1. What have been your personal experiences or connections with Israel/Palestine? What are your sources for news or information of what is happening there? Do Canadians tend to see the conflict from the Israeli or Palestinian point of view? Do you think worldwide attitudes toward Israel/Palestine are changing?
The following is an excerpt from a recent prayer from the Sabeel Ecumenical Liberation Theology Center in Jerusalem, calling on the world to pray for the people who live in Palestine and Israel, who face uncertainty, violence and injustice, and who yearn for the end of oppression.
From July 3 to 6, 2014, Mennonite Church Canada held its biennial assembly, in Winnipeg, Man. Focusing on the theme, “Wild Hope: faith for an unknown season,” the church delegates and their families, church-wide staff and volunteers, along with international guests, worshipped together, discussed issues, participated in seminars, and connected with friends and acquaintances.
A tornado warning was issued for southern Winnipeg just as Willard Metzger, Mennonite Church Canada’s executive director, was giving the final announcements at Assembly 2014 on July 5. Should delegates proceed to their seminars or should they stay in the Loewen Athletic Centre on the campus of Canadian Mennonite University (CMU), where the assembly was held?
With the future of the church and issues of sexuality being prominent issues up for discussion at Assembly 2014, Karl Koop, a Canadian Mennonite University professor, asked César García, Mennonite World Conference’s general secretary who spoke about the global Anabaptist mosaic, how these topics could affect the global church.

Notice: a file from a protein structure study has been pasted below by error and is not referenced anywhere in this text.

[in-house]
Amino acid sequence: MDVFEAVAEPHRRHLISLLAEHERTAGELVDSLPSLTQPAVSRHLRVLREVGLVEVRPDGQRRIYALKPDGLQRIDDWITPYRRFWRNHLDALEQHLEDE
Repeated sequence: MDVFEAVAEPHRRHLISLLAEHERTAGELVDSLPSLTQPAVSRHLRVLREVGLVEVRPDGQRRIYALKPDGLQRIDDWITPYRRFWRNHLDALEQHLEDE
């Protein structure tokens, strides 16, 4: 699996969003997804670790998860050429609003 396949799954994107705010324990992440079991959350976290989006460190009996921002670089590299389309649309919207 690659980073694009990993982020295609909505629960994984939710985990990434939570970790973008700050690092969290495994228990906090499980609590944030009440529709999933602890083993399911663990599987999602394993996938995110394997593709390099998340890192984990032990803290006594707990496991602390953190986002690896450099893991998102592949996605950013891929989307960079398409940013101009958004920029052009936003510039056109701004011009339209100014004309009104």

1. As Mennonite Church Canada ponders the future, it recognizes that the church is changing. What changes have been happening in your congregation? What fears do you have about the future of your congregation and the denomination? Is maintaining the status quo an option?
At a corner of Ellice Avenue and Marilyn Street in Winnipeg, the neighbourhood association erected four sheets of plywood and painted them with chalkboard paint. The phrase, “Before I die I want to _________” invited passersby to fill in the blank with their own wishes. Many responses expressed deep desires for meaning and purpose.
“It only takes a scrap of time to turn to God.” April Yamasaki shared this anonymous piece of 14th-century wisdom in her “Cultivating spiritual disciplines” workshop at Assembly 14.
Sometimes it feels like a scrap of time is all people have, but that can be turned into a sacred pause, she told a roomful of participants.
What are the needs of women, and how are they working to meet those needs?
Rhoda Keener, co-director of Mennonite Women U.S.A., led a presentation and discussion surrounding these needs at the assembly.
Keener explained that Sister Care seminars, which are given all over the world, are made up of four units:
After seminar leader Chris Lenshyn began his post-Christian landscape session by reading chapter 1 of Daniel, he invited participants—48 adults and one baby—to gather in twos to converse about this story of young exiles living out their faith in a foreign land.